Fortune appears to have favoured Flying Lotus, AKA Steven Ellison, over the last few years. As an artist and producer in a rich groove, last album, ‘Cosmogramma’, set a popular benchmark, gathering reverential acclaim and gate-crashing the US Top Twenty in the process. As a proud label boss, his Brainfeeder imprint continues to command a critical, almost cultish, respect; an esteemed byword for a world of celestial interludes, static samples, gloomy atmospherics and hijacked frequencies. There’s always been a shape-shifting mysticism and boundless quality to Fly Lo’s lozenge-smooth output, and new album ‘Until The Quiet Comes’ is no different. Where ‘Cosmogramma’ danced between the extremes and levelled out with blankets of warm, rolling melody, the hip-hop, jazz, syrupy beats and ambient washes here pick up from the space opera of its predecessor and bleed everything together into an effortlessly opulent journey.
“The story of this album to me,” Steven starts, “I really wanted it to feel like more of a minimal approach. The last album was vast in scope so I wanted to make this one more inward, more personal, and that meant slowing things down and finding the right moments to embellish.”
“I can see the impact the last record had, in a good way,” he continues, “but I can hear it and would do things differently now, and I feel differently now. I feel like a different person and that’s kinda what’s cool about doing these records…I feel like I wouldn’t say the same thing, and the things I did say, I felt, honestly.”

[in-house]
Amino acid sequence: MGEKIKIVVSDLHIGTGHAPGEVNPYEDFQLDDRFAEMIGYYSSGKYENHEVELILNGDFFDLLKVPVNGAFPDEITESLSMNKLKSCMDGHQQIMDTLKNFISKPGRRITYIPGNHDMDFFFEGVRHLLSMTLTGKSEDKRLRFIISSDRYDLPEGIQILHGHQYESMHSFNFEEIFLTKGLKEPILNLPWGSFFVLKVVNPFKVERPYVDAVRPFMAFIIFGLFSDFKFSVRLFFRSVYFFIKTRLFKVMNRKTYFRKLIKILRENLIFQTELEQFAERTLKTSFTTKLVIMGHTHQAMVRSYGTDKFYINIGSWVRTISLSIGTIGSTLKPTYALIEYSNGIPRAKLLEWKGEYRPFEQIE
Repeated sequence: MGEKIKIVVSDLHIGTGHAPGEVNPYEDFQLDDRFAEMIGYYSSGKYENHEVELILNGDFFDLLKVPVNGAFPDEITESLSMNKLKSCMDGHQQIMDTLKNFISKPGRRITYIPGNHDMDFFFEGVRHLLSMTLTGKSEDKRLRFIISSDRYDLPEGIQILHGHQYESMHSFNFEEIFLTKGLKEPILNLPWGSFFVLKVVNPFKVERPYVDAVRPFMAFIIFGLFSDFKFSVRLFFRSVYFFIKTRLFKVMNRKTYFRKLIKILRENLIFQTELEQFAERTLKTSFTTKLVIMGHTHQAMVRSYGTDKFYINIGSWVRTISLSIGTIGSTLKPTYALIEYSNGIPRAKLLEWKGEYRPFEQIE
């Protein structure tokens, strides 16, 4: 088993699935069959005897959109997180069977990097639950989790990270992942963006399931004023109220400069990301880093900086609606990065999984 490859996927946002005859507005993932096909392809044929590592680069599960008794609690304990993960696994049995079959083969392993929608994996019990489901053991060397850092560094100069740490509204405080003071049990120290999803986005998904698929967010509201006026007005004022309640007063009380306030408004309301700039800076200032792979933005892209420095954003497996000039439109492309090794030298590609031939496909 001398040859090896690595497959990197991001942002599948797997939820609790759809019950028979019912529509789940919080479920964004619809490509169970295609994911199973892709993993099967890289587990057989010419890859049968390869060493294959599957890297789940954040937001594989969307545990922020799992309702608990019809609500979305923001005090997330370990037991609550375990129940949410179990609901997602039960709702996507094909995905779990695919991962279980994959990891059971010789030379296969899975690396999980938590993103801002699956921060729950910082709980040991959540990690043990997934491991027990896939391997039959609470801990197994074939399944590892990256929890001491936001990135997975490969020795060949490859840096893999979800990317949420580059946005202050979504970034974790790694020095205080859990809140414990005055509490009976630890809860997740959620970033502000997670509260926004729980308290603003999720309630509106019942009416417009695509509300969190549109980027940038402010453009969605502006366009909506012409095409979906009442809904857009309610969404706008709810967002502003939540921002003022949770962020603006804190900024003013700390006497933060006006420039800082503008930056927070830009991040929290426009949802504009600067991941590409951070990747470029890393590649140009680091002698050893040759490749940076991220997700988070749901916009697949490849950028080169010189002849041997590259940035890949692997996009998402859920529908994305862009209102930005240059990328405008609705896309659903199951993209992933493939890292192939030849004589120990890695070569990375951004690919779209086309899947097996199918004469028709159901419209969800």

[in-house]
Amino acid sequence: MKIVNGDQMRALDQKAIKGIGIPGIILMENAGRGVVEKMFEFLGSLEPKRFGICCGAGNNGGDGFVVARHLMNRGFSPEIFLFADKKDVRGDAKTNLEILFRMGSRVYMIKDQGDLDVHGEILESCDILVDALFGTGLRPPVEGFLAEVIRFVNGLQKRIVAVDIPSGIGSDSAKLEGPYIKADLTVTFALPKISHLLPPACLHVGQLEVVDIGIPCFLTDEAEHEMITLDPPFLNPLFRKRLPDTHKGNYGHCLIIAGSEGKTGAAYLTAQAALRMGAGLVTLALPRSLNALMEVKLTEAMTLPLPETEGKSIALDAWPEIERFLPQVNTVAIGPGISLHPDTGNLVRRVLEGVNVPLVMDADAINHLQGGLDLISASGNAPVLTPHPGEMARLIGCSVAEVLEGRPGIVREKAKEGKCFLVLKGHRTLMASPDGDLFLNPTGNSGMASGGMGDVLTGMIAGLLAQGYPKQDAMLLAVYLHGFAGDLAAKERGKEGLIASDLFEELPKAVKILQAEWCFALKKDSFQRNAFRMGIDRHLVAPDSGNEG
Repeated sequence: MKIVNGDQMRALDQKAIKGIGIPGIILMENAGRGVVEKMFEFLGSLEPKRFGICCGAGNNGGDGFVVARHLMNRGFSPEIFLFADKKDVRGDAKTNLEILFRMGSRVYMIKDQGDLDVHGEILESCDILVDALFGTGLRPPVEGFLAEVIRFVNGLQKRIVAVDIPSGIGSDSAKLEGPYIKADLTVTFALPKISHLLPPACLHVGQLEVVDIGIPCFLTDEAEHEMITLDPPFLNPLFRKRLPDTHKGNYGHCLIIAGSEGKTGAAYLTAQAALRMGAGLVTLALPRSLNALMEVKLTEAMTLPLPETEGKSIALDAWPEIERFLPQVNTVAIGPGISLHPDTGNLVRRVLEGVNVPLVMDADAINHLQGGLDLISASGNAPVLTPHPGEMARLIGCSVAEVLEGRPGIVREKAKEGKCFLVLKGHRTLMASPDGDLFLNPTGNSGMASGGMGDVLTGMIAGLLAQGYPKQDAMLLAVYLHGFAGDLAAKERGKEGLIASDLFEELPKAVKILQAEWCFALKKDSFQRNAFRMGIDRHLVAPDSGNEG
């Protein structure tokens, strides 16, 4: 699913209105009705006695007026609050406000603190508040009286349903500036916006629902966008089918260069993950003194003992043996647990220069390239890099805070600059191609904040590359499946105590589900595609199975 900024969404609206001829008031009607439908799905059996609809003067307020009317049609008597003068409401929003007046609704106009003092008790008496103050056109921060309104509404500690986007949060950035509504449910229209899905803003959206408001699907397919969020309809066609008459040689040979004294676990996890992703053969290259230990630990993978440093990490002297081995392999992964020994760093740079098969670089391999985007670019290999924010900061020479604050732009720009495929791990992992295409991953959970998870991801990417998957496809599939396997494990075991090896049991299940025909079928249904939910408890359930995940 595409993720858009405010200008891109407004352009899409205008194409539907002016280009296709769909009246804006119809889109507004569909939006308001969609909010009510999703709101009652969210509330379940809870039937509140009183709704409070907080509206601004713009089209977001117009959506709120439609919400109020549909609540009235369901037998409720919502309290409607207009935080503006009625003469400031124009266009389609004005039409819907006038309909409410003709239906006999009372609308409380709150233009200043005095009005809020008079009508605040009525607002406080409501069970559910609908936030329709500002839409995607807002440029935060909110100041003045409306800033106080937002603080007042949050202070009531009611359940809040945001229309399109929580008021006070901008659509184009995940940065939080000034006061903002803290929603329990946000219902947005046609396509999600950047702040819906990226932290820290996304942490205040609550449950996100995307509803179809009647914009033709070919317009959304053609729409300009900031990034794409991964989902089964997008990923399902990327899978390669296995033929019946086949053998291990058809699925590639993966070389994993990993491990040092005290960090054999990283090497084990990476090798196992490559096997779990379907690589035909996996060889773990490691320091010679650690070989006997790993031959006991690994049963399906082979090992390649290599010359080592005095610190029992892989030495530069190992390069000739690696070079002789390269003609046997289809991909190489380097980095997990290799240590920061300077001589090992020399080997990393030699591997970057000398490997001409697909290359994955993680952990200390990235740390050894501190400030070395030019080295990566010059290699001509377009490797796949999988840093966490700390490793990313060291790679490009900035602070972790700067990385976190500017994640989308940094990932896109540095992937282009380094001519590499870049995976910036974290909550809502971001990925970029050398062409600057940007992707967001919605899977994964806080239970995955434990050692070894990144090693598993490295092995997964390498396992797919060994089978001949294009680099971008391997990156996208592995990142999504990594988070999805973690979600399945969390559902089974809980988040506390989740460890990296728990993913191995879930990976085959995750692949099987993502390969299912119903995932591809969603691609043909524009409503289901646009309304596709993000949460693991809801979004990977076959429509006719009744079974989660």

After the downbeat therapy of ‘Cosmogramma’ helped him channel the grief and upheaval of his mum’s passing, it’s difficult to imagine an album becoming more personal, but there’s a noticeably steely dedication to creating and instilling a defining longevity in all of his work. It underpins the sense that Flying Lotus is as much for Steven, as it is for everyone else.
“I don’t want to do records that are just of the moment, and I don’t knock that at all, there are a lot of artists who make hits based on what people are feeling in the streets and in the clubs, and that’s awesome, but when I make a record, I really want to put things out I think I’d listen to after the phases are over. I really do feel like I tried to capture where I’ve been the last couple of years and make something that reflected my time on Earth since the last record. It’s difficult in a way but now I’ve got this record to run to when shit gets heavy. All the good things and bad things, they’re all in there and I enjoy every piece of it.”
This is an excerpt from the November 2012 issue of Clash magazine. Find out more about the issue.
Buy the November 2012 issue of Clash Magazine.
Words: Reef Younis
Photography: Rory Van Millingen
Styling: Jayson Hindley